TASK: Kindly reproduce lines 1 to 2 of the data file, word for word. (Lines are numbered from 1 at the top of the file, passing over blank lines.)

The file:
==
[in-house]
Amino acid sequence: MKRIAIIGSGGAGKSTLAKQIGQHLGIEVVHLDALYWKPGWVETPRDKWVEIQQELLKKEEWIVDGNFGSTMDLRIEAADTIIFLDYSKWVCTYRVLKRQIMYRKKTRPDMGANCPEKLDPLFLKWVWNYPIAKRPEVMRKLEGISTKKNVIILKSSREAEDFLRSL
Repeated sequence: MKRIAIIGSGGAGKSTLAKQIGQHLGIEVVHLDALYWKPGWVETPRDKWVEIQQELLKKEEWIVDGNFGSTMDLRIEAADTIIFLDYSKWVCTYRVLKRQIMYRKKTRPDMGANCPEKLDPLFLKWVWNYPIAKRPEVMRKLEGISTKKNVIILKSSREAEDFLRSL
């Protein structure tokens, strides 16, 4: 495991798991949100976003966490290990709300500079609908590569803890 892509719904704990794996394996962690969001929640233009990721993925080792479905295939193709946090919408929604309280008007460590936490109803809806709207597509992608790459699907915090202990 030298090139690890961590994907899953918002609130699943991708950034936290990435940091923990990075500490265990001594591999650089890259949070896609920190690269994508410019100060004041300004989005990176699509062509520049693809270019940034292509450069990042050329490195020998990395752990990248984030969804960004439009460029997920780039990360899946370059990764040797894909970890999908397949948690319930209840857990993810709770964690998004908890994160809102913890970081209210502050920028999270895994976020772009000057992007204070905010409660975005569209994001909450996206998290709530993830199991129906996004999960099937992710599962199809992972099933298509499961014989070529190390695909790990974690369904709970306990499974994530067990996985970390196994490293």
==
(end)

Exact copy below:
[in-house]
Amino acid sequence: MKRIAIIGSGGAGKSTLAKQIGQHLGIEVVHLDALYWKPGWVETPRDKWVEIQQELLKKEEWIVDGNFGSTMDLRIEAADTIIFLDYSKWVCTYRVLKRQIMYRKKTRPDMGANCPEKLDPLFLKWVWNYPIAKRPEVMRKLEGISTKKNVIILKSSREAEDFLRSL